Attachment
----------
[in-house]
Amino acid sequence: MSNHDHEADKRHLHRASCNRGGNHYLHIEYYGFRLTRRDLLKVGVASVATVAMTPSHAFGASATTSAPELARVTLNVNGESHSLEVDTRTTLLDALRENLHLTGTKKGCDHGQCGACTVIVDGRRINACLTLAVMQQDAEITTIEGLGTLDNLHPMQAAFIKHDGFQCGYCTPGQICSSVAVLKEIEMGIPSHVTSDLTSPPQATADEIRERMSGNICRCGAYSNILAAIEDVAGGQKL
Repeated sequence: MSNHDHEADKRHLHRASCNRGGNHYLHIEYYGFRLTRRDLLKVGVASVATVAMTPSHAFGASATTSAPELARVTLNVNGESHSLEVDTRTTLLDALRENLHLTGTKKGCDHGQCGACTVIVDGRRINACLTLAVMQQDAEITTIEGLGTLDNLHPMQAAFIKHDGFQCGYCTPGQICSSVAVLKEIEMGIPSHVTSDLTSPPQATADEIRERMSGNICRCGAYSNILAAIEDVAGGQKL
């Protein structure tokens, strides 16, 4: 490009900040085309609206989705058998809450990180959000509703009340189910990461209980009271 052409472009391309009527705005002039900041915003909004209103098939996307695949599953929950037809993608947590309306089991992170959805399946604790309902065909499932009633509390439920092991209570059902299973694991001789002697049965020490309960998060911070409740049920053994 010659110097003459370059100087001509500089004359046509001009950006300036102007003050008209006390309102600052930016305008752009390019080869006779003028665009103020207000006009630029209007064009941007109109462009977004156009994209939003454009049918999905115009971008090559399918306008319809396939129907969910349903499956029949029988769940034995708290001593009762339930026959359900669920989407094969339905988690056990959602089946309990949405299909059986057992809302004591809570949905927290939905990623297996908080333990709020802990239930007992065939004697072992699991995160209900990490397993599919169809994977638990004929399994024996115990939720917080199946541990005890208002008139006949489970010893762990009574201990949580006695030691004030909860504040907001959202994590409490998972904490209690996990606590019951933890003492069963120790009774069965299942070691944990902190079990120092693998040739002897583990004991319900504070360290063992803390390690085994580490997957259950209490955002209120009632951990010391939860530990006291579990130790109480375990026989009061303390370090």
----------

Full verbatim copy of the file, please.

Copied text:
[in-house]
Amino acid sequence: MSNHDHEADKRHLHRASCNRGGNHYLHIEYYGFRLTRRDLLKVGVASVATVAMTPSHAFGASATTSAPELARVTLNVNGESHSLEVDTRTTLLDALRENLHLTGTKKGCDHGQCGACTVIVDGRRINACLTLAVMQQDAEITTIEGLGTLDNLHPMQAAFIKHDGFQCGYCTPGQICSSVAVLKEIEMGIPSHVTSDLTSPPQATADEIRERMSGNICRCGAYSNILAAIEDVAGGQKL
Repeated sequence: MSNHDHEADKRHLHRASCNRGGNHYLHIEYYGFRLTRRDLLKVGVASVATVAMTPSHAFGASATTSAPELARVTLNVNGESHSLEVDTRTTLLDALRENLHLTGTKKGCDHGQCGACTVIVDGRRINACLTLAVMQQDAEITTIEGLGTLDNLHPMQAAFIKHDGFQCGYCTPGQICSSVAVLKEIEMGIPSHVTSDLTSPPQATADEIRERMSGNICRCGAYSNILAAIEDVAGGQKL
């Protein structure tokens, strides 16, 4: 490009900040085309609206989705058998809450990180959000509703009340189910990461209980009271 052409472009391309009527705005002039900041915003909004209103098939996307695949599953929950037809993608947590309306089991992170959805399946604790309902065909499932009633509390439920092991209570059902299973694991001789002697049965020490309960998060911070409740049920053994 010659110097003459370059100087001509500089004359046509001009950006300036102007003050008209006390309102600052930016305008752009390019080869006779003028665009103020207000006009630029209007064009941007109109462009977004156009994209939003454009049918999905115009971008090559399918306008319809396939129907969910349903499956029949029988769940034995708290001593009762339930026959359900669920989407094969339905988690056990959602089946309990949405299909059986057992809302004591809570949905927290939905990623297996908080333990709020802990239930007992065939004697072992699991995160209900990490397993599919169809994977638990004929399994024996115990939720917080199946541990005890208002008139006949489970010893762990009574201990949580006695030691004030909860504040907001959202994590409490998972904490209690996990606590019951933890003492069963120790009774069965299942070691944990902190079990120092693998040739002897583990004991319900504070360290063992803390390690085994580490997957259950209490955002209120009632951990010391939860530990006291579990130790109480375990026989009061303390370090």